On July 30, the United States District Court for the Eastern District of North Carolina decided Rose Acre Farms, Inc. v. North Carolina Department of Environment and Natural Resources, No. 14-cv-147, 2015 WL 4603950. The court dismissed the plaintiff’s action for declaratory judgment, holding that it lacked subject-matter jurisdiction over the claim and, alternatively, that it would refrain from exercising discretion to review the claim under the Declaratory Judgment Act. The court’s decision is significant not only in the Clean Water Act context, but also in cases challenging state permitting decisions in other “cooperative federalism” regulatory regimes under which significant permitting authority is delegated to the states.

The plaintiff in Rose Acre Farms operates an egg farm. As required by state law, the plaintiff constructed a detention pond to control surface water. The detention pond, located near a hen house, also picks up small amounts of dust, feathers, and manure. While it does not directly discharge into state or federal waters, the detention pond periodically discharges accumulated precipitation and debris into a nearby canal. Therefore, the state environmental agency required the plaintiff to obtain a National Pollutant Discharge Elimination System (“NPDES”) permit under the Clean Water Act.

The plaintiff challenged the permit requirement in multiple forums. First, the plaintiff sought relief in a state administrative challenge. After failing to obtain relief there, but while its state action was still pending, the plaintiff sued in federal court, seeking an order declaring that any incidental discharge qualifies as agricultural stormwater and is therefore exempt from NPDES requirements, and that the state agency cannot require Rose Acre to obtain an NPDES permit. The federal court declined review, holding it lacked subject-matter jurisdiction.

The federal court acknowledged that state law governed the NPDES permitting process in North Carolina, and determined that the only possible source of its jurisdiction over such a claim would be if the claim fell within a “special and small category of cases” where state law “implicate[s] significant federal issues.” Id. at *3. The court identified two Supreme Court cases governing this doctrine that impose a four-factor test: Gunn v. Minton, 133 S. Ct. 1059 (2013); and Grable & Sons Metal Products, Inc. v. Darue Engineering & Manufacturing, 548 U.S. 308 (2005).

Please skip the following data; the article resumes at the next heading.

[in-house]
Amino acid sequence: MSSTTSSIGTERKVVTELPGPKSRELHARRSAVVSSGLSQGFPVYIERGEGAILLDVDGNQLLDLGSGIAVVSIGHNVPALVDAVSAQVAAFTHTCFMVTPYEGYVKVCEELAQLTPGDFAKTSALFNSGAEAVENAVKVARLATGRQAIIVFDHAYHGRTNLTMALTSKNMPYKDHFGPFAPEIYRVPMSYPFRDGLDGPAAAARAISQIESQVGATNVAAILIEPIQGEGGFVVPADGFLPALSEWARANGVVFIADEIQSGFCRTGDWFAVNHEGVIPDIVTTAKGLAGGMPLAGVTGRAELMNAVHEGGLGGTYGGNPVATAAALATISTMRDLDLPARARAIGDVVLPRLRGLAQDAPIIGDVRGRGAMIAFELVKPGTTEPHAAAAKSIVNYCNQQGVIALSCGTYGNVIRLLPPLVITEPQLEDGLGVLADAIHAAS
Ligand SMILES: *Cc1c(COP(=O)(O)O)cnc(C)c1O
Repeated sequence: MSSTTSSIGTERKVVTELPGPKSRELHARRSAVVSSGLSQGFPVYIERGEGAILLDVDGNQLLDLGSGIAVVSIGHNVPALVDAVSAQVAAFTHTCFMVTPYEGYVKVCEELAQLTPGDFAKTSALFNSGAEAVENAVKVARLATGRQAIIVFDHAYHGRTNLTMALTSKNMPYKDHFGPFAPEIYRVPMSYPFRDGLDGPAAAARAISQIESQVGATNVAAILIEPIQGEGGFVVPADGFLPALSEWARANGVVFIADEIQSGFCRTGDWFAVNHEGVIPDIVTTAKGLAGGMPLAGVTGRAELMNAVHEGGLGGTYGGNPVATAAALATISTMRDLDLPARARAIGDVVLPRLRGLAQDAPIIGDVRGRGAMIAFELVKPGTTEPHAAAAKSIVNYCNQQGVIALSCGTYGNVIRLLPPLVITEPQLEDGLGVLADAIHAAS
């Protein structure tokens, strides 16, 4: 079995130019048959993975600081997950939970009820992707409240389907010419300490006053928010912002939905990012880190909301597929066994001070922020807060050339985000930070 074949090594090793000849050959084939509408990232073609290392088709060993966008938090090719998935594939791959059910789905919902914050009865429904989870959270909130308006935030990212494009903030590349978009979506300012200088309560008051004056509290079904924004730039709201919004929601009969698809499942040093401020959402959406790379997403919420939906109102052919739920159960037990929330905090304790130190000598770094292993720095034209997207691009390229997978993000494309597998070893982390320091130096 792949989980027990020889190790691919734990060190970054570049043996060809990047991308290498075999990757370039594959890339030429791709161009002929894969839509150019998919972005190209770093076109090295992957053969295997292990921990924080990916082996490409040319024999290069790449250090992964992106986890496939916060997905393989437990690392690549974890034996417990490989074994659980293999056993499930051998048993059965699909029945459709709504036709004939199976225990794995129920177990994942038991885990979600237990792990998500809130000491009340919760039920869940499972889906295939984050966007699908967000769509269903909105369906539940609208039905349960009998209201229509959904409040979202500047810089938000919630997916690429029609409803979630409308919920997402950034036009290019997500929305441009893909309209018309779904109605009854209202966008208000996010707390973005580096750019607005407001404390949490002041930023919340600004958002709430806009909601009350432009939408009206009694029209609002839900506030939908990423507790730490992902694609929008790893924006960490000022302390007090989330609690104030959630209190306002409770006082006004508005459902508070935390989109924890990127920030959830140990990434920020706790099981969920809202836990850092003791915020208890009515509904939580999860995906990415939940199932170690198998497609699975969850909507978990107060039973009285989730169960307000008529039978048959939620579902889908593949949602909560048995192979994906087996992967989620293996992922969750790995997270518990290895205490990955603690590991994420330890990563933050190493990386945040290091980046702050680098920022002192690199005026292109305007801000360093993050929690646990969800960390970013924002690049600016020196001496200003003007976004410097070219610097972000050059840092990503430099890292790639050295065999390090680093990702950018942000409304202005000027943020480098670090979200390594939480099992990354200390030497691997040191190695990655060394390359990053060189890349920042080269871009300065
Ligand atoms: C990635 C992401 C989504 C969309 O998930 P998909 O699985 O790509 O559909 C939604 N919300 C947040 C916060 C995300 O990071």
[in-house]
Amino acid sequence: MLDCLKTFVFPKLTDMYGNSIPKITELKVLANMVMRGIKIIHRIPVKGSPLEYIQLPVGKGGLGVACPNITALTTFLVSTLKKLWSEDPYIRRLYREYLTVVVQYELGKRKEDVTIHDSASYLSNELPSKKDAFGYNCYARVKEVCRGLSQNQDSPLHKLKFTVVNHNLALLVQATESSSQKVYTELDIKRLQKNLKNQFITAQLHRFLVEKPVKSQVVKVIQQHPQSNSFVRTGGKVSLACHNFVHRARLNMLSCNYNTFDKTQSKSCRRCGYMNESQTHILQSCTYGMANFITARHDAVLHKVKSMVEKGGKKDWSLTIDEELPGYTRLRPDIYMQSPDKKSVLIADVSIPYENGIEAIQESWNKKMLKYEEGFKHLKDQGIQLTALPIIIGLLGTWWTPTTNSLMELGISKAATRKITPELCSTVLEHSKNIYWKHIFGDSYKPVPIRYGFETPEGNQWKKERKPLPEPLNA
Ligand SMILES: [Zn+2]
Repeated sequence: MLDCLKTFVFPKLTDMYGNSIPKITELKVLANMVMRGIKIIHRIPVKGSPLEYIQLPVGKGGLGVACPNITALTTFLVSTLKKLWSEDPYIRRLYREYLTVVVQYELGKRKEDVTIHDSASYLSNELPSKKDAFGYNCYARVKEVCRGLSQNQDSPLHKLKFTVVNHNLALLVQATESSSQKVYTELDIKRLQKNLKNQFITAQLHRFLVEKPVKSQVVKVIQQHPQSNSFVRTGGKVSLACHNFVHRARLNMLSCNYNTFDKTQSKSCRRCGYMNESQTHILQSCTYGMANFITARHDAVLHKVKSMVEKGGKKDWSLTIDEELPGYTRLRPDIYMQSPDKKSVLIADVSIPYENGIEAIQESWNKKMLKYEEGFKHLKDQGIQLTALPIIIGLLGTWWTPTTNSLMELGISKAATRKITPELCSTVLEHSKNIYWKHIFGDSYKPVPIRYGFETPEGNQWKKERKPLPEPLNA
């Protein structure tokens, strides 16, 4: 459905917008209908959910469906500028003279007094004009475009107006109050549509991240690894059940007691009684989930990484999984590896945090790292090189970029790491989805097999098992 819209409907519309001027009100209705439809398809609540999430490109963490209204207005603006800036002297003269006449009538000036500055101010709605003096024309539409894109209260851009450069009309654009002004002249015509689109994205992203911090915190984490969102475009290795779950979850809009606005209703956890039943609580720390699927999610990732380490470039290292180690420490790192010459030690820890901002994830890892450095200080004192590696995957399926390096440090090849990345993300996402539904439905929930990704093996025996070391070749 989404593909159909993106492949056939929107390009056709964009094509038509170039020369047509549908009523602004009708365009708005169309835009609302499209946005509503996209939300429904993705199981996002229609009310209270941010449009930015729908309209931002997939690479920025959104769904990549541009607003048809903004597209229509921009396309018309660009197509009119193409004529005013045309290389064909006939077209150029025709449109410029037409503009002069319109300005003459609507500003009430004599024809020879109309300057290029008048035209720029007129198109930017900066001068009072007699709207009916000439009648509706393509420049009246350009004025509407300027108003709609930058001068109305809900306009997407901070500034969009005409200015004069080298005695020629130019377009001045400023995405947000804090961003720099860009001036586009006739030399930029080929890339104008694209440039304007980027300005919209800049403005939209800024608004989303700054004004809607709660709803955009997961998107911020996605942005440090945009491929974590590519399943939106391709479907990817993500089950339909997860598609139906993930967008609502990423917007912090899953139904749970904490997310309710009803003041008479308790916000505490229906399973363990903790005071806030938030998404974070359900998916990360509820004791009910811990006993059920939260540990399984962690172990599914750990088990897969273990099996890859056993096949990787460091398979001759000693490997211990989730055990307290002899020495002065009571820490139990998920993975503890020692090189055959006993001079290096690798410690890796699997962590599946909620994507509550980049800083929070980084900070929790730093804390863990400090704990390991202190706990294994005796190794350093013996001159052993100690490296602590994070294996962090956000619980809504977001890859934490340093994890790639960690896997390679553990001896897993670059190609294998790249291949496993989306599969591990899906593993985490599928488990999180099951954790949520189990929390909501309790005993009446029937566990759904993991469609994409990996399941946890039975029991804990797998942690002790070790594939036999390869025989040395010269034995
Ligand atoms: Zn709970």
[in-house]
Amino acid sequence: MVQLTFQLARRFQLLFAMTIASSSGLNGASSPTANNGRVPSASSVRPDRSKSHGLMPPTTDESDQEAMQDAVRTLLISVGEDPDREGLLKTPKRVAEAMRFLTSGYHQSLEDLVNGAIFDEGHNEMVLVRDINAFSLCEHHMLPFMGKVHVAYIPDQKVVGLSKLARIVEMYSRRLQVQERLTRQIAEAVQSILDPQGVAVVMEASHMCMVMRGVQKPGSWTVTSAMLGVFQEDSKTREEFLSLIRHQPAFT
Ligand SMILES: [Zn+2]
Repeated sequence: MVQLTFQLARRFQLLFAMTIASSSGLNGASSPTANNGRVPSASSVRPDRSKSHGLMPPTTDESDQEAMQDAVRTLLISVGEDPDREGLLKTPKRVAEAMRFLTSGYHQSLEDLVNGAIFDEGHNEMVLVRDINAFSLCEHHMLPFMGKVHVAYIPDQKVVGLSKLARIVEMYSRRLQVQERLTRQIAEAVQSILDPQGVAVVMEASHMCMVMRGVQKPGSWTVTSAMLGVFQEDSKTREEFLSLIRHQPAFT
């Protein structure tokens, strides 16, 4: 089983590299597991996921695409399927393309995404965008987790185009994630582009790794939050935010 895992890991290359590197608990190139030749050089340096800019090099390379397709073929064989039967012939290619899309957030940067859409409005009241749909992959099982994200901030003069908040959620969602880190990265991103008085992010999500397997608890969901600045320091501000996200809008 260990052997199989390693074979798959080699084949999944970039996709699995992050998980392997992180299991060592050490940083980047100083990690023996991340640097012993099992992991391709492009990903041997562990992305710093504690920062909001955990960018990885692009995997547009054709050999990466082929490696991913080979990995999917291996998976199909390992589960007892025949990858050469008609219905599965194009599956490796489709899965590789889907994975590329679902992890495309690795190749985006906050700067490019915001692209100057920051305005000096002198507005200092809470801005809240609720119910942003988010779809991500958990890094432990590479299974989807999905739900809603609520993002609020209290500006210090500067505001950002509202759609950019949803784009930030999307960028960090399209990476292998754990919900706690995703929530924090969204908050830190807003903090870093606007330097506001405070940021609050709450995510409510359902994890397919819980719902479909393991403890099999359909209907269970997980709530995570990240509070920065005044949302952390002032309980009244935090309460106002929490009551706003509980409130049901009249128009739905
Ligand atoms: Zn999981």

Ultimately, the court found one crucial requirement under these cases lacking, holding that exercising jurisdiction over the plaintiff’s claim would disturb a “congressionally approved balance of federal and state judicial responsibilities.” Id. at *6 (quoting Grable, 545 U.S. at 314). Looking to the Clean Water Act’s “cooperative federal-state structure,” the court determined that “Congress chose state courts to be the means by which parties may challenge state permitting decisions” and purposefully decided “not to create a federal right of action.” Id. at *7. The court distinguished Rose Acre Farms from other cases where courts found federal jurisdiction because the legal regime at issue in those cases lacked a “formal federal-state partnership” that “explicitly allows and encourages states to create their own permitting schemes,” id. at *8, and dismissed the case for lack of subject-matter jurisdiction. (In the alternative, the court declined to exercise declaratory-judgment jurisdiction because North Carolina’s courts have a strong interest in reviewing the state NPDES permitting process, because the suit would create “unnecessary entanglement” between federal and state courts, and because the plaintiff had already litigated the same issue in state court and was engaging in “procedural fencing” by turning to federal court as well.)

This decision highlights the importance of the cooperative federalism framework that Congress incorporated into the Clean Water Act and numerous other federal environmental laws. As the court indicated, a state “has a strong interest in having its courts review the state . . . permitting process.” Id. at *10. Federal court review of the state permitting process would upset Congress’s intention for “states to have ‘primary responsibilities and rights . . . to prevent, reduce, and eliminate pollution.’” Id. (citing 33 U.S.C. § 1251(b)). This principle is applicable not only where a regulated party is a plaintiff, but also where a party is defending a state-issued permit in federal court. This case, as do other recent similar cases, signals that federal courts are unwilling to allow a plaintiff to bypass the state review process even where an issue of federal law exists.  See, e.g., 16 Front St. LLC v. Mississippi Silicon, LLC, No. 1:14-CV-00183-DMB, 2015 WL 4665223 (N.D. Miss. July 30, 2015); Nucor Steel-Arkansas v. Big River Steel, LLC, No. 3:14CV00193 JLH, 2015 WL 791108 (E.D. Ark. Feb. 25, 2015).*